There are many ways you can create a more self-sustainable household. From growing your own veg to upcycling, going green can be fun and save you money. Making your own soap is an excellent way to reduce your carbon footprint and be kinder to your skin. And, it’s much easier than you might think.
Why Should You Make Your Own Soap?
Making soap at home is more than just a fun DIY project. You can personalize the shape and fragrance of your soap bar, and you will always know exactly what ingredients are in it. Homemade soap is also gentler on the skin, and doesn’t have chemicals such as parabens, like commercial soaps. It’s also more environmentally friendly, due to being waste-free, and you can be sure that it hasn’t been tested on animals.
What You’ll Need
Before you start making the soap, look up a recipe. This will help you determine not just how much of each ingredient you’ll need or which oils to go for, but also inspire various additions, such as dried roses, coffee, lavender, oats, even dried citrus slices. Here are the basic things you’ll need:
- Solid oils (coconut, shea butter, etc.)
- Liquid oils (olive, sunflower, etc.)
- Potassium hydroxide (lye)
- Distilled water
- Essential oils
- Optional: dried herbs, flowers, colorants
- Kitchen scale
- Container for weighing the lye
- Container for mixing lye and water
- Container for weighing the oils
- A saucepan
- Hand blender
- Silicone spatula
- One spoon for mixing lye water and one for the oils
- Silicone molds*
- Protective gear
* If you don’t have silicone molds, you can use parchment paper for lining the mold.
The base for most homemade soaps is potassium hydroxide, or lye. On its own, lye is very caustic, and can cause serious skin burns. Although it’s completely safe once incorporated in the soap, always wear protective gear when making your soap bars: long-sleeve shirt, safety goggles, rubber gloves, and make sure your workspace is well ventilated.
Now that we’ve got the basics, let’s get down to soap making:
Step 1: Melt and Mix the Oils
Weigh out your solid oils and melt them in a saucepan over a low heat. Stir gently with a spoon, to avoid adding air to the mixture. Once the solid oils are melted, add the liquid oils and give everything a stir. The ideal temperature for the oil mix is between 90°F to 100°F – use a thermometer to check.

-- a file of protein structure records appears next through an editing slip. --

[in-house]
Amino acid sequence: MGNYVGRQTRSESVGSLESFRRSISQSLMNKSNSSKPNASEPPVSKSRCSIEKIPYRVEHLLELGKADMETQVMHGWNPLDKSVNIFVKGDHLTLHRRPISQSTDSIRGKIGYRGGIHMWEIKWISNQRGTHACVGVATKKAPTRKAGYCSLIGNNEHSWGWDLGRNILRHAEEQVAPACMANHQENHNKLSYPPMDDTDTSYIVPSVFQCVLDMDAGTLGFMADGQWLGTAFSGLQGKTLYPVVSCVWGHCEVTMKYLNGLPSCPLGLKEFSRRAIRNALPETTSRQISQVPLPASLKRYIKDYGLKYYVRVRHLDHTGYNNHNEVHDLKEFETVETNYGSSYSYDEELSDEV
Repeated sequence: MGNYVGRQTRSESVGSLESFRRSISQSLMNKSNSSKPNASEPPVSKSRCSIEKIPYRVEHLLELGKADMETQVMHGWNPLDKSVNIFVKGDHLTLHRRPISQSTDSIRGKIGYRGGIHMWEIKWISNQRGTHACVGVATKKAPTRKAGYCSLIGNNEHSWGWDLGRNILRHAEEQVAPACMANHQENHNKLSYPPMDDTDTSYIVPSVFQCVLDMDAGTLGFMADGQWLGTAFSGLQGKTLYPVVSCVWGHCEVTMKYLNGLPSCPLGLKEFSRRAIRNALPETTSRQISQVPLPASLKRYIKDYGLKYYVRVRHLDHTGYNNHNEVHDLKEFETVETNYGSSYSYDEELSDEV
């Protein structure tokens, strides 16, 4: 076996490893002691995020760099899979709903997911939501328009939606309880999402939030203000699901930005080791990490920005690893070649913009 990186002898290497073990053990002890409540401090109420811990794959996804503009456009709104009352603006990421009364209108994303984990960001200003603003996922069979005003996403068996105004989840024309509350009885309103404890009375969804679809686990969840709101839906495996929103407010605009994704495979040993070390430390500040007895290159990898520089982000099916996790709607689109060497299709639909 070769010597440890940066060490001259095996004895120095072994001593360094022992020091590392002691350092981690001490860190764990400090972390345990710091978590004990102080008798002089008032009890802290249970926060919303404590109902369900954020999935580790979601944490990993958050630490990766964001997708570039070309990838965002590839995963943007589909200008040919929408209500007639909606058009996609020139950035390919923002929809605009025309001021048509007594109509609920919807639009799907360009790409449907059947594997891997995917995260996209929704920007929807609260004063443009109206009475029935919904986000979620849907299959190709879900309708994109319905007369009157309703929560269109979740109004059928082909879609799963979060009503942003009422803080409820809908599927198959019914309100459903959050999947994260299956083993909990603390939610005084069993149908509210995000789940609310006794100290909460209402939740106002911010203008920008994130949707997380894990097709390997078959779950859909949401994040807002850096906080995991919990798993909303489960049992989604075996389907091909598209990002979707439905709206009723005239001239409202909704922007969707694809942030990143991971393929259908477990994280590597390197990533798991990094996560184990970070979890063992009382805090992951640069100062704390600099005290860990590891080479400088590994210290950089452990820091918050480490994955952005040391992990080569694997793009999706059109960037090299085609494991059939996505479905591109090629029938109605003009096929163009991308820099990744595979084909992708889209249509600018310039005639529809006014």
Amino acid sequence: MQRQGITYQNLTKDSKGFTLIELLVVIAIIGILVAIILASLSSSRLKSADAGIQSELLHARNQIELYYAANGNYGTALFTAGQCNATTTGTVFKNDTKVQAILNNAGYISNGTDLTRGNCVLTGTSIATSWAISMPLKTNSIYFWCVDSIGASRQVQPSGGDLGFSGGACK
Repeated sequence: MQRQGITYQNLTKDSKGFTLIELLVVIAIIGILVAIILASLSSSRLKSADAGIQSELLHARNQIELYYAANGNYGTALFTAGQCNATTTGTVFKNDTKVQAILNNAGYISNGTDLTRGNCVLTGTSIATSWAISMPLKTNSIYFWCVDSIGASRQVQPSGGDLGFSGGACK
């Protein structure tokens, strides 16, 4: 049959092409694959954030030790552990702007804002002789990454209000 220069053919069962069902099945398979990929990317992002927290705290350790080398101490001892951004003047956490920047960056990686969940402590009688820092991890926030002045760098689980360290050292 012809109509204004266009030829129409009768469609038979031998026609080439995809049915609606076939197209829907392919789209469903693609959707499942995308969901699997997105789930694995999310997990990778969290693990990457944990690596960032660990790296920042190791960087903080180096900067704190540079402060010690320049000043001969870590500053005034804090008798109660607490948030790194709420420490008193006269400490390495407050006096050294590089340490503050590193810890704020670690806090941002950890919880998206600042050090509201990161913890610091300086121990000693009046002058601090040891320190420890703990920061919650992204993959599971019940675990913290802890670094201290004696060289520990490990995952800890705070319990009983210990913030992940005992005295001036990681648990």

Step 2: Mix the Water and Lye
This step requires the most caution, and always put water first and lye second. Add the distilled water to a container, then slowly add the lye, bit by bit, until it is fully dissolved. Never pour the water on the lye! This will create a violent chemical reaction that will bubble up like a volcano, causing skin burns and dangerous fumes.
Step 3: Mix the Oils with the Lye Water
Once the oil mix is at the right temperature, you can pour in the lye water, mixing it with a spoon until they are both incorporated.
Step 4: Bring the Soap Mix to Trace
Using a hand blender, stir in the mixture until it reaches a creamy, pudding-like consistency. Throughout this step, the lye and oils emulsify, in a process called ‘trace’. This doesn’t take long using a hand blender, but if you don’t have one, you can use a whisk – just bear in mind that it will take a while to reach the right consistency. Once the mixture is brought to trace, you can also add ingredients such as fragrance oils or essential oils, botanicals, and so on. For larger ingredients, such as dried flowers and herbs, mix them in with a whisk, to prevent them being turned into a paste by the blender.
Step 5: Add to the Mold
Quickly but carefully, pour the soap mixture into molds, making sure to fill them to the top – unlike cakes, soap bars won’t rise as they rest. Give the mold tray a gentle tap to get rid of any air bubbles that might be trapped inside. Cover the mold in cling film and wrap in a towel, to maintain the residual heat and allow the saponification process to start.
Step 6: Leave to Rest
It usually takes around 24 hours for the soap bars to harden. You can check them after this time, and if they still feel a bit soft, give them another day. Once the soap bars reach the right consistency, take them out of the molds, and leave them to cure for 4 weeks. This works best if done on a rack, but if you don’t have one spare, you can use parchment paper, occasionally turning them over to ensure that all sides are exposed to the air.
Enjoy Your Homemade Soap!
After a month or so, your soap bars are finally good to go. All that remains now is to enjoy them, whether by using them in your home, or even turning them into gifts.